Red necked Avocet, Westernport Bay. Photo by Michael Mann

This article first appeared in the February/March 2024 issue of The Bridge

Commonwealth Environment Minister Tanya Plibersek saves Western Port

On December 18, 2023, the Federal Minister for the Environment, Tanya Plibersek made an extraordinary decision to block the Victorian Government proposal to use Hastings and Westernport Bay as the staging post for building the wind turbines for the State’s proposed offshore windfarms in Gippsland. The decision was made in accord with the Environmental Protection Biodiversity & Conservation (EPBC) Act.

It was only released on the EPBC public portal on January 5, this year. It took a couple of days for the decision to be understood by all parties, including Save Westernport.

What makes this decision so remarkable is that the Minister has used her powers under the EPBC Act to determine that this proposal would be so deleterious to the environment of Westernport, that it is ‘clearly unacceptable’ and is rejected without any further assessment.

This is unusual. Essentially, the Minister has three courses of action when a referral is made under the EPBC Act, as the Port of Hastings was required to do for this project (given that Westernport’s Ramsar wetlands are a Matter of National Environmental Significance under the EPBC Act).

The Minister can declare a proposal:

● Is clearly unacceptable

● is a ‘controlled action’ involving detailed further evidence-based assessment through an EES or similar

● allow the project on the basis that it does not impact on the environmental areas within her remit.

Like many others, members of Save Westernport assumed this project would be declared ‘a Controlled Action’, and we were preparing to participate in an Environment Effects Statement (EES) in 2024 to assess the impacts of the proposed facility on Westernport Bay. However, like many, we were unaware of the huge scale of dredging and land reclamation that the Port of Hastings’ staging area would require, the devastation this would create, and the everlasting impacts the proposal would have had on our beautiful Westernport Bay and its Ramsar Wetlands. Save Westernport congratulates Minister Plibersek for making this courageous decision, given the political implications. It shows this Minister can put the environment first – as she should.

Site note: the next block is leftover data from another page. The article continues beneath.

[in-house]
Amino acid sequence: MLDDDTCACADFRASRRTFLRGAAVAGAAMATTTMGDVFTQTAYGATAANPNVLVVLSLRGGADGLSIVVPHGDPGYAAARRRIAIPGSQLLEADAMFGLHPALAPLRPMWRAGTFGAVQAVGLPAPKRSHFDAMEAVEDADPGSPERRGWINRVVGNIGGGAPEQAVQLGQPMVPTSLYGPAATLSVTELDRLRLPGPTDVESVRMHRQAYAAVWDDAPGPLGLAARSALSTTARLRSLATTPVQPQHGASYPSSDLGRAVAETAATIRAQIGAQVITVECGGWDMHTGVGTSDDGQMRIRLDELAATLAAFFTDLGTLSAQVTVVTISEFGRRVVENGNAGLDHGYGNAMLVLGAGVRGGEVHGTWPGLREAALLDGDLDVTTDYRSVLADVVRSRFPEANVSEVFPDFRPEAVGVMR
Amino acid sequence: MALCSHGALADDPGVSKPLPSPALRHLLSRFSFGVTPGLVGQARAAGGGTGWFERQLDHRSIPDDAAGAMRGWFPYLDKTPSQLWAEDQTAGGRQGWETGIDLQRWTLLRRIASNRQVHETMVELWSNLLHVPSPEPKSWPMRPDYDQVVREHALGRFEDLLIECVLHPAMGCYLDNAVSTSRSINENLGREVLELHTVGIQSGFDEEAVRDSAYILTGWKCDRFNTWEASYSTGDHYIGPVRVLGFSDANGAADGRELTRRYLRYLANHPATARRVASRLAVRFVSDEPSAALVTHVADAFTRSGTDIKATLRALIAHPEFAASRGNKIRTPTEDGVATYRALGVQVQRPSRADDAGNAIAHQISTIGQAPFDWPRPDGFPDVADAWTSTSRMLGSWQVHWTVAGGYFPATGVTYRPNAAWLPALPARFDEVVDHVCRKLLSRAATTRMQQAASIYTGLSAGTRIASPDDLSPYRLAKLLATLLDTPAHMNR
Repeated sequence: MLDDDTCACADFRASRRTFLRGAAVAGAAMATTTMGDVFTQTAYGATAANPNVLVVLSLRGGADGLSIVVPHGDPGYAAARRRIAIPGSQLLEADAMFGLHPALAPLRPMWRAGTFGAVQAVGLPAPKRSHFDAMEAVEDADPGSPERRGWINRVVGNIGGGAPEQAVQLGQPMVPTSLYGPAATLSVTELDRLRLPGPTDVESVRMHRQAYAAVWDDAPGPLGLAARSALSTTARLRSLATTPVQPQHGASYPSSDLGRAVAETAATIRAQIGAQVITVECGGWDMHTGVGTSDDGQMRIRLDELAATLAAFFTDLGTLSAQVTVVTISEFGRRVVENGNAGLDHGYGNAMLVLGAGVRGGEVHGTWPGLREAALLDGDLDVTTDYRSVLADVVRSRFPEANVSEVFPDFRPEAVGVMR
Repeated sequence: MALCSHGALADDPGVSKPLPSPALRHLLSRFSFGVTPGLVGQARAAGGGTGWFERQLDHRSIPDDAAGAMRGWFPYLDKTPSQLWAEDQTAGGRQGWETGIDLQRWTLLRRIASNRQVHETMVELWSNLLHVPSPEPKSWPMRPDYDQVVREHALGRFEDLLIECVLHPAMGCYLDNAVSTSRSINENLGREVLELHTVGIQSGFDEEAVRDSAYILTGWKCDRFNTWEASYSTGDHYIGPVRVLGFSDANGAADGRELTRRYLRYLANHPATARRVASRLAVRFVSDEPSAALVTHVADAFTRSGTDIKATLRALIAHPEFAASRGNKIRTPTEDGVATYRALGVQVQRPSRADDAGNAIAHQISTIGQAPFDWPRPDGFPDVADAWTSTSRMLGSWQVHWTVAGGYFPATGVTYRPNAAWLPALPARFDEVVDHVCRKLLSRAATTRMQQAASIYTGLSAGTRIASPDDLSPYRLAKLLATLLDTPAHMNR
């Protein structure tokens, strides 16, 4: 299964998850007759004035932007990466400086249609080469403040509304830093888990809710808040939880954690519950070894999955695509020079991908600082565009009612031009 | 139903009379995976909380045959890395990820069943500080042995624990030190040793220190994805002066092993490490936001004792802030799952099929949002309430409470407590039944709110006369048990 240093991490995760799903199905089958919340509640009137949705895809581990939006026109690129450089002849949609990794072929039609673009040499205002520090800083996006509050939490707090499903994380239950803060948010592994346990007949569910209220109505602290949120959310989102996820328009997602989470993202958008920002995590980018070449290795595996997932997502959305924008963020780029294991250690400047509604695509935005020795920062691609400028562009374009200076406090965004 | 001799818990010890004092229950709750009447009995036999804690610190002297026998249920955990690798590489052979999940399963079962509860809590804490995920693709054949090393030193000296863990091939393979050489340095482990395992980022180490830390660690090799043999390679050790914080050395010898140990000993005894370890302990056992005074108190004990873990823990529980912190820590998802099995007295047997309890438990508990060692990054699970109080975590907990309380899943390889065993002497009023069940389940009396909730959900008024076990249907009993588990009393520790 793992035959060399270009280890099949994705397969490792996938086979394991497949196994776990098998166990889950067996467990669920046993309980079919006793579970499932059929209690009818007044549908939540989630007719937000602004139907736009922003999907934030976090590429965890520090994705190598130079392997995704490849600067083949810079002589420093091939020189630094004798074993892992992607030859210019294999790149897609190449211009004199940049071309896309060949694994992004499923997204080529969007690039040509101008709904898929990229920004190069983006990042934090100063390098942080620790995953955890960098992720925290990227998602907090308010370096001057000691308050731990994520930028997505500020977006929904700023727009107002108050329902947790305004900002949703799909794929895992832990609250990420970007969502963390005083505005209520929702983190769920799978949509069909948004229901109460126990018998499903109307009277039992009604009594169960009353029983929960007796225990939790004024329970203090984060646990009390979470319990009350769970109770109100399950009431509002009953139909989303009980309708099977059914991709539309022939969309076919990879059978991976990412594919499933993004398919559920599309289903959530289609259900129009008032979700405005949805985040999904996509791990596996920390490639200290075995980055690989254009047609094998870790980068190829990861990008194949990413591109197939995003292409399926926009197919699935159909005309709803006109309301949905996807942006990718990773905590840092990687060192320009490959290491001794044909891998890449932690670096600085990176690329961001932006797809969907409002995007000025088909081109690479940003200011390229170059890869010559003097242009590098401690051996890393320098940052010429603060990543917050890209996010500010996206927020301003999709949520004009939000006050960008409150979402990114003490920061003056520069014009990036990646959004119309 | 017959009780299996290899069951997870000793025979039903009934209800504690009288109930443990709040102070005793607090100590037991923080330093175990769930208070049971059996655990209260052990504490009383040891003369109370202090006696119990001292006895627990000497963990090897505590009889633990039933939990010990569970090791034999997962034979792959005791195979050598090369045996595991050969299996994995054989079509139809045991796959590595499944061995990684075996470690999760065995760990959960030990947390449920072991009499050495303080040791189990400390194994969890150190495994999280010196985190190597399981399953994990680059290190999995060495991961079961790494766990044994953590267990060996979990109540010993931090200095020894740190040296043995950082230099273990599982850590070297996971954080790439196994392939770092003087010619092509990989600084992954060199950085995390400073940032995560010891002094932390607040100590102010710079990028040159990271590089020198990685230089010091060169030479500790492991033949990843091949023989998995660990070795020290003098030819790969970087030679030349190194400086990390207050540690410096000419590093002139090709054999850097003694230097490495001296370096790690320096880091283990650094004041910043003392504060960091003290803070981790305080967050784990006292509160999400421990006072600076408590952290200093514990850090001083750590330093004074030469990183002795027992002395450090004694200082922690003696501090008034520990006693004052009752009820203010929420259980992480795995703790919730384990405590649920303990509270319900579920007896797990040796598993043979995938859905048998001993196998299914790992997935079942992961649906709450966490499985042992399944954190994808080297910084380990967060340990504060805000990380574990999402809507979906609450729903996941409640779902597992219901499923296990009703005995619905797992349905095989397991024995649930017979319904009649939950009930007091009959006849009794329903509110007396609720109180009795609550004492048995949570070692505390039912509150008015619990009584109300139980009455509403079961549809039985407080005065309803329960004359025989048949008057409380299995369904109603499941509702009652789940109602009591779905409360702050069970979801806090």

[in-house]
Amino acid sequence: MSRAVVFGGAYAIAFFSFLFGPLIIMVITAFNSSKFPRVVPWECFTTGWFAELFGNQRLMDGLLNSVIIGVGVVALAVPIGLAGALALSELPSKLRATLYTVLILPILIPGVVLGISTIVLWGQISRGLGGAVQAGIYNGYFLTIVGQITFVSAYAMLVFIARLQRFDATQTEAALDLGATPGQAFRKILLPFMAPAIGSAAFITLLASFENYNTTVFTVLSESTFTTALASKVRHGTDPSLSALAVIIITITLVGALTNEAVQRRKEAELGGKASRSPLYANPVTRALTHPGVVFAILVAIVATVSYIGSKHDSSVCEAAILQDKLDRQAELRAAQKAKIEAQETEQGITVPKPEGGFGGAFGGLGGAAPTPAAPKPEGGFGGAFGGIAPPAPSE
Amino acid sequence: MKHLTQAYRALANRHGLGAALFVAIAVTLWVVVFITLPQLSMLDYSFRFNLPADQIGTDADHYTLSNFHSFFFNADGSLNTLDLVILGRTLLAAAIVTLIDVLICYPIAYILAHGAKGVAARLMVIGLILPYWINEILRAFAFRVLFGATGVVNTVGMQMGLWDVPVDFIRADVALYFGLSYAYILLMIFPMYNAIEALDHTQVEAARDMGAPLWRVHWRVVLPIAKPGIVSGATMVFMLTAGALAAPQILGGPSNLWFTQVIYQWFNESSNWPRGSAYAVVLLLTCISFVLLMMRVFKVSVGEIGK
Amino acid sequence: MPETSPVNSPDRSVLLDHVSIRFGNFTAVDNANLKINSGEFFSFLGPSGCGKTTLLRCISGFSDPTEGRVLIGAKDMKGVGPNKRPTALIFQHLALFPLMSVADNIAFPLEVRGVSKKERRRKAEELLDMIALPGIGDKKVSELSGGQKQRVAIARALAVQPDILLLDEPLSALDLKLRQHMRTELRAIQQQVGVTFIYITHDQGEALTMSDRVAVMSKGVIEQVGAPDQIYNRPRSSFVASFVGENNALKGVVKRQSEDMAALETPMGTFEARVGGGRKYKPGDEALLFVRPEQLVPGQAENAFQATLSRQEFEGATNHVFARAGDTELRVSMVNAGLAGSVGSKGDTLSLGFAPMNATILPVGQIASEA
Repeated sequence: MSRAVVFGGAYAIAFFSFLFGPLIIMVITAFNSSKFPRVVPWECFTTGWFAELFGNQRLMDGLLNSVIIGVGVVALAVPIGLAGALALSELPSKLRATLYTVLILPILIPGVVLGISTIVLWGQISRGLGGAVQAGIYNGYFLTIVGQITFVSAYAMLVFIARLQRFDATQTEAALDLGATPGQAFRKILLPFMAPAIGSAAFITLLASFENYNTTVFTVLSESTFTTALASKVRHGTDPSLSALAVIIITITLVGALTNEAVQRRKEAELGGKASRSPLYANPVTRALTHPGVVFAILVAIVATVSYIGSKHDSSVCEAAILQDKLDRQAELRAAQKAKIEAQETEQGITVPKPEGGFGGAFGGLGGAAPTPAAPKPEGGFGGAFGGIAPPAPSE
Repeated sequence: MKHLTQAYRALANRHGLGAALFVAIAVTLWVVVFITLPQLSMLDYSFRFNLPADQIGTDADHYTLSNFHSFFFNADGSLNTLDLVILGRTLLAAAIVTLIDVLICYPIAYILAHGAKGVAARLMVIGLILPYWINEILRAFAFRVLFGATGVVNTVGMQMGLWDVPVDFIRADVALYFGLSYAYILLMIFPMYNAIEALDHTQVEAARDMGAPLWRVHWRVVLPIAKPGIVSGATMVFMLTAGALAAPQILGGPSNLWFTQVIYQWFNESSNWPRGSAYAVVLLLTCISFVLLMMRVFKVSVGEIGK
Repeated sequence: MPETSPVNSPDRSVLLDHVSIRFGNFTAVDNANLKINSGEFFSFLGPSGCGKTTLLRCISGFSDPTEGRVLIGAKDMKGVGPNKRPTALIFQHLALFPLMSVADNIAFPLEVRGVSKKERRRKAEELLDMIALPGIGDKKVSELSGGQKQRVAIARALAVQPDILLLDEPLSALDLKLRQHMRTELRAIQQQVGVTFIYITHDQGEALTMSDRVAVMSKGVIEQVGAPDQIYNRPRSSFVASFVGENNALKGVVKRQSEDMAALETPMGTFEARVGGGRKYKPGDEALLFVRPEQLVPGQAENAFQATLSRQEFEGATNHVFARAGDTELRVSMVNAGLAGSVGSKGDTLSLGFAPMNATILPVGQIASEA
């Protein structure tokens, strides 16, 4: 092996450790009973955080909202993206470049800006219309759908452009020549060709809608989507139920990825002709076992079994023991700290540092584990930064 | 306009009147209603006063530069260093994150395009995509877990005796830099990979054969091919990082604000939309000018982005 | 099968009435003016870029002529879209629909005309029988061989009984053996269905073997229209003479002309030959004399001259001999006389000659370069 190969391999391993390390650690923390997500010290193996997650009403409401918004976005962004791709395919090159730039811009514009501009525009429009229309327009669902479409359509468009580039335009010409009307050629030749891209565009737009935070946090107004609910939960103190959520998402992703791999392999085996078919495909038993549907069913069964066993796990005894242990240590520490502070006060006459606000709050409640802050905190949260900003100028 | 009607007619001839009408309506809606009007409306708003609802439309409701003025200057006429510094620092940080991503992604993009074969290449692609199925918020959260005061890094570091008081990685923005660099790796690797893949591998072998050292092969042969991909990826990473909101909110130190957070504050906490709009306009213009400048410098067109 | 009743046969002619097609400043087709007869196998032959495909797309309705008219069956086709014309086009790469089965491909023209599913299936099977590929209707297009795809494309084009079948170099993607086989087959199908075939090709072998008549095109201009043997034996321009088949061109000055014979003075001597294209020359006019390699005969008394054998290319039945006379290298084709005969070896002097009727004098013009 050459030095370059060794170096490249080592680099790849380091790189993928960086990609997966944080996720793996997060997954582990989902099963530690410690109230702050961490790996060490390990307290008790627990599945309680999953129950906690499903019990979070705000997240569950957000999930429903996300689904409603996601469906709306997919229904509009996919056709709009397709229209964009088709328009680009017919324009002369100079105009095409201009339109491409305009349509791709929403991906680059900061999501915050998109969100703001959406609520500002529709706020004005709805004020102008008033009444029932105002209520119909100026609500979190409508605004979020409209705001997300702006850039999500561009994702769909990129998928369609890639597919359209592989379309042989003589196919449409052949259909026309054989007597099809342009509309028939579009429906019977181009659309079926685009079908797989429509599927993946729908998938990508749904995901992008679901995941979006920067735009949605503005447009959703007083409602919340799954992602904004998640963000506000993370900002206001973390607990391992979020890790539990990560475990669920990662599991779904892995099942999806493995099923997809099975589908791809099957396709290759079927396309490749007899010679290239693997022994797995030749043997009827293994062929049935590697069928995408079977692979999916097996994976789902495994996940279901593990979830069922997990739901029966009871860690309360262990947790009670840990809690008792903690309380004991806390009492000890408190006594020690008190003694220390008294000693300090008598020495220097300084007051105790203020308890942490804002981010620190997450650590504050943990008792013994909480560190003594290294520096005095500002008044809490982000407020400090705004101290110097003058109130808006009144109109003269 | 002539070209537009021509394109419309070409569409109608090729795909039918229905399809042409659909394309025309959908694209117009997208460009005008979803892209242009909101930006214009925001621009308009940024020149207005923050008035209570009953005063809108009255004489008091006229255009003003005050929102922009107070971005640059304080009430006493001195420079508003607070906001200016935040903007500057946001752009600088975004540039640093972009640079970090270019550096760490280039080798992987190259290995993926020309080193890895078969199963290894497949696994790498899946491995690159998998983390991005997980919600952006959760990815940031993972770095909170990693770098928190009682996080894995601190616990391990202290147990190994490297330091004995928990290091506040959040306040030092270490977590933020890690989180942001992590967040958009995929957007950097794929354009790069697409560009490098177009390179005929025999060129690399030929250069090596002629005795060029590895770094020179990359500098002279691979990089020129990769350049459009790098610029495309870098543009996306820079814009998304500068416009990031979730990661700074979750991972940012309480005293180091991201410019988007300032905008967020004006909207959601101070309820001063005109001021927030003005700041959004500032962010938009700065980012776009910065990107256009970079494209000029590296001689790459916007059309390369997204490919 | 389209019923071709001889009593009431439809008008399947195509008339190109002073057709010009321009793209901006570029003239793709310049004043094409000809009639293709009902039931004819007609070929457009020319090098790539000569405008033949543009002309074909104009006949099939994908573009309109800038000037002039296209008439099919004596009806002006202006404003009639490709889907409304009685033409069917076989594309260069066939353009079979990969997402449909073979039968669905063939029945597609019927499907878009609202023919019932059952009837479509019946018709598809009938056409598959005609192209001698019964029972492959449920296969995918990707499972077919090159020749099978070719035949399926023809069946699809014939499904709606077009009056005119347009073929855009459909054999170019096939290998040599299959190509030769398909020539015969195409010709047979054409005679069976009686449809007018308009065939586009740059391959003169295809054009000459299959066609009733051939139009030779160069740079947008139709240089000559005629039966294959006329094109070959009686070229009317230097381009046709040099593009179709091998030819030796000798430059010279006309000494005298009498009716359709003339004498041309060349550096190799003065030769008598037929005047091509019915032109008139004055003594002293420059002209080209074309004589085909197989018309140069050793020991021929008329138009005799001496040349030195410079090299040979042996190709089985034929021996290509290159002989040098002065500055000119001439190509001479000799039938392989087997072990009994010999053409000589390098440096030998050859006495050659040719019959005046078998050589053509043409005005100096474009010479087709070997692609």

The decision has placed Westernport and the importance of protecting and conserving its internationally significant ecosystems once again in the limelight. The decision also demonstrates once again why we need A Strategic Framework for Westernport, as we and our allies and friends pushed so hard for in the fallout of the AGL decision. To read the proposed framework and sign on to show support, please visit

The reasons for the Minister’s decision are extremely detailed, and demonstrate so many facets of the irreversible impacts of the wind farm proposal on our precious Ramsar site.

Quoting from the Statement of Reasons for the Decision, the Minister confirmed her acceptance of the advice of her department that: “Large areas of the Westernport Ramsar wetlands would be destroyed and reduced and …. Irreversible damage would be caused to the habitat of native species, waterbirds and migratory birds and the ecological character of the Ramsar wetlands.” Of critical note is that Minister Plibersek found that no level of mitigation would be able to offset this irreversible damage.

The full reasons for her decision are provided in the link below. They are comprehensive and defensible. There is no right of appeal but we understand the Victorian government, through the Port of Hastings Corporation can come back with a revised project.

What Next ? While this decision represents a setback for Victoria’s Offshore Windfarms and the State Govt’s Renewable energy goals, it is possible the Port of Hastings Corporation, as the proponent could revise their application. They would need to develop a smaller project with far fewer risks for Westernport Bay. We hope the Victorian government will listen and learn from this outcome and look to other sites for their important new windfarm project and that comprehensive consultations will emerge with all concerned parties.

Save Westernport supports the state government’s transition to renewable energy, and we hope a more suitable alternative location, or locations can be found to stage the roll out of Victoria’s Offshore Windfarms in Bass Strait.

by Jane Carnegie and Julia Stockigt